SOUTH African President Jacob Zuma arrived in Tripoli yesterday for talks with Gaddafi aimed at ending the war in Libya.
Pressure has been mounting on the Libyan leader after NATO stepped up its bombing campaign and suggested a "small ground force" might be deployed.
Pictures broadcast yesterday by Al Jazeera appeared to show foreign fighters assisting rebels on the ground near the besieged city of Misurata. It was not clear what nationality the fighters were, but Western politicians have insisted they will not deploy ground troops in support of the air bombardment.
The military intervention in Libya has been escalating for the past week, with Britain saying it would add "bunker-busting" bombs to its arsenal only days after attack helicopters were sent to join the fight against Gaddafi's forces.
Mr Zuma's options for a peace deal were further reduced last week when G8 leaders insisted Gaddafi must resign. The South African leader's previous peace mission to Tripoli ended in failure after Gaddafi refused to discuss stepping down. He is also facing possible prosecution by the International Criminal Court, complicating any possible deal.
Mr Zuma was welcomed by a stage-managed show of support for the regime as children lined the runway chanting in English: "We want Gaddafi."
However, as Mr Zuma was landing in Tripoli last night, five Libyan generals defected from Gaddafi's regime, appealing to fellow officers to join them in backing the rebels.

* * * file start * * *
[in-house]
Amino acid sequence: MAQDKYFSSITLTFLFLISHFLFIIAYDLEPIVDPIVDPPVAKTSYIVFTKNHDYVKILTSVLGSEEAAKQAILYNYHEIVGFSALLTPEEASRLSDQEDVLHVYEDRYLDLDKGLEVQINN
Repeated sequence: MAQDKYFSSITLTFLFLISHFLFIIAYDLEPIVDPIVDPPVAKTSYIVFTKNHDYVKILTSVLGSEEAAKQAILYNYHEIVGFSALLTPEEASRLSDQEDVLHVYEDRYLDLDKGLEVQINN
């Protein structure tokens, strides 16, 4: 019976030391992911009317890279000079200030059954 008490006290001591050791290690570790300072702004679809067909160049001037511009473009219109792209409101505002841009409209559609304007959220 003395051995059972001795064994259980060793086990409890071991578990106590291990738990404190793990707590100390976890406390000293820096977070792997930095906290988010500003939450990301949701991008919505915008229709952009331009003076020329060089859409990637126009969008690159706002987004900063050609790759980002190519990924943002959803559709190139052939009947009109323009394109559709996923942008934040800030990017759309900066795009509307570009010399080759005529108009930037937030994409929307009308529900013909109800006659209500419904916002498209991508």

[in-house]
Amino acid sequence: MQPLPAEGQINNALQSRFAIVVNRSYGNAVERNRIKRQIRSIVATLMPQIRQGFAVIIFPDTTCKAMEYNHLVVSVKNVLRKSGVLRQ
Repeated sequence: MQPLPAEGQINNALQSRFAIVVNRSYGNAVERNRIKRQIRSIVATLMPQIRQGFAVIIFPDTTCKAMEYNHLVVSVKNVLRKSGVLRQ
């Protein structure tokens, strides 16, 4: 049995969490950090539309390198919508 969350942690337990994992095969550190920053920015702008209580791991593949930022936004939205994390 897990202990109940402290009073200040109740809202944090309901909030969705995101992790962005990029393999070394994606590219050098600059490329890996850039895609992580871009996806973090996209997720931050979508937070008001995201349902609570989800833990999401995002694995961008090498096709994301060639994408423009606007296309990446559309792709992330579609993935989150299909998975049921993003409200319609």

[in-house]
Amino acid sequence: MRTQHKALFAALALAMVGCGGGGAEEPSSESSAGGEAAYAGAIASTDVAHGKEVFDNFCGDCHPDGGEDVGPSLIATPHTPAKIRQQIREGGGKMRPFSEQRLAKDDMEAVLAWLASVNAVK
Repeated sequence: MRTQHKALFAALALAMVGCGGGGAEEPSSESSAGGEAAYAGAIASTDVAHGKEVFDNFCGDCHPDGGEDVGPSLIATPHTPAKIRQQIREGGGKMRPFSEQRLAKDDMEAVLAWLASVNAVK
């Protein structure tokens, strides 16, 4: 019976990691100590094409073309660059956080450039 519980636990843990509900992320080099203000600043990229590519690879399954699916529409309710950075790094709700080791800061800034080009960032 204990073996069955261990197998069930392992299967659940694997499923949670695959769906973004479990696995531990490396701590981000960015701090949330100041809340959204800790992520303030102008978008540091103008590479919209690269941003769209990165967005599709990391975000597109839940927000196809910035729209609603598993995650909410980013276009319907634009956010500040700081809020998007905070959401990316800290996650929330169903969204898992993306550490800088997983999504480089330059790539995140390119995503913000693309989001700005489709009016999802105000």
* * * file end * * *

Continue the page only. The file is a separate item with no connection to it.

The NATO coalition has gambled that its more aggressive approach will oust Gaddafi before broader support for the military operation collapses. NATO has been accused of "mission creep" as the original UN mandate was to "protect civilians" and not to kill or remove the Libyan leader.
The introduction of bombs capable of penetrating the roof or wall of a reinforced building appeared to be aimed at frightening the regime. "We are not trying to physically target individuals in Gaddafi's inner circle on whom he relies," British Defence Secretary Liam Fox said yesterday. "But we are certainly sending them increasingly loud messages."
Meanwhile in Rome, eight Libyan army officers, including five generals, appeared at an Italian government-arranged news conference, saying they were part of a group of up to 120 military officials and soldiers who defected in recent days.
The defections come two months after that of Libyan foreign minister and former espionage chief Moussa Koussa and the resignation of senior diplomat Ali Abdussalm Treki.
One of the defecting officers, who identified himself as General Oun Ali Oun, told reporters: "What is happening to our people has frightened us. There is a lot of killing, genocide . . . violence against women. No wise, rational person with the minimum of dignity can do what we saw with our eyes and what he asked us to do."